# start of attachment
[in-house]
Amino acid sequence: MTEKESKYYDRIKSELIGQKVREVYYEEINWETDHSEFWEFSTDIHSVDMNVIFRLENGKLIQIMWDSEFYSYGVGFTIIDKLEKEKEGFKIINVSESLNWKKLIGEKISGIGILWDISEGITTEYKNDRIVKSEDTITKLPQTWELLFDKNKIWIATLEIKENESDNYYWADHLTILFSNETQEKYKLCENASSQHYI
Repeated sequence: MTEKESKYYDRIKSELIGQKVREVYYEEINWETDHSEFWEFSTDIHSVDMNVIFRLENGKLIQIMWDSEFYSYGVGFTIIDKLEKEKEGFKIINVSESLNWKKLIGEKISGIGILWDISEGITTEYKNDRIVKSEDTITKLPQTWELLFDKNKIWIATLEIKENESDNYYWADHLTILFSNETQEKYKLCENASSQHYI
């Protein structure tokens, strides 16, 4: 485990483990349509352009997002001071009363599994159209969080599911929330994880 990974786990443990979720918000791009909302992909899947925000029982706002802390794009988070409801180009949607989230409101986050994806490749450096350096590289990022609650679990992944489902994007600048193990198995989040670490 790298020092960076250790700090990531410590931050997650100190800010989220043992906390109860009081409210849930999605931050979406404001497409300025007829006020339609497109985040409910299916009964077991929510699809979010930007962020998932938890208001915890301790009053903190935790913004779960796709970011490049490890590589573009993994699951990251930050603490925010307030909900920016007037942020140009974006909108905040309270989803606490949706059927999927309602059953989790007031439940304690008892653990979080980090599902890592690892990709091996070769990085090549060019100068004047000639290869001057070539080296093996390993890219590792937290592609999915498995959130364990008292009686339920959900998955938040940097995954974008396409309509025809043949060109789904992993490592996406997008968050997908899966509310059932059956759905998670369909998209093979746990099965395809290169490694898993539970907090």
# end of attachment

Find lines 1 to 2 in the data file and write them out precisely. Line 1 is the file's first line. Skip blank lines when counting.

[in-house]
Amino acid sequence: MTEKESKYYDRIKSELIGQKVREVYYEEINWETDHSEFWEFSTDIHSVDMNVIFRLENGKLIQIMWDSEFYSYGVGFTIIDKLEKEKEGFKIINVSESLNWKKLIGEKISGIGILWDISEGITTEYKNDRIVKSEDTITKLPQTWELLFDKNKIWIATLEIKENESDNYYWADHLTILFSNETQEKYKLCENASSQHYI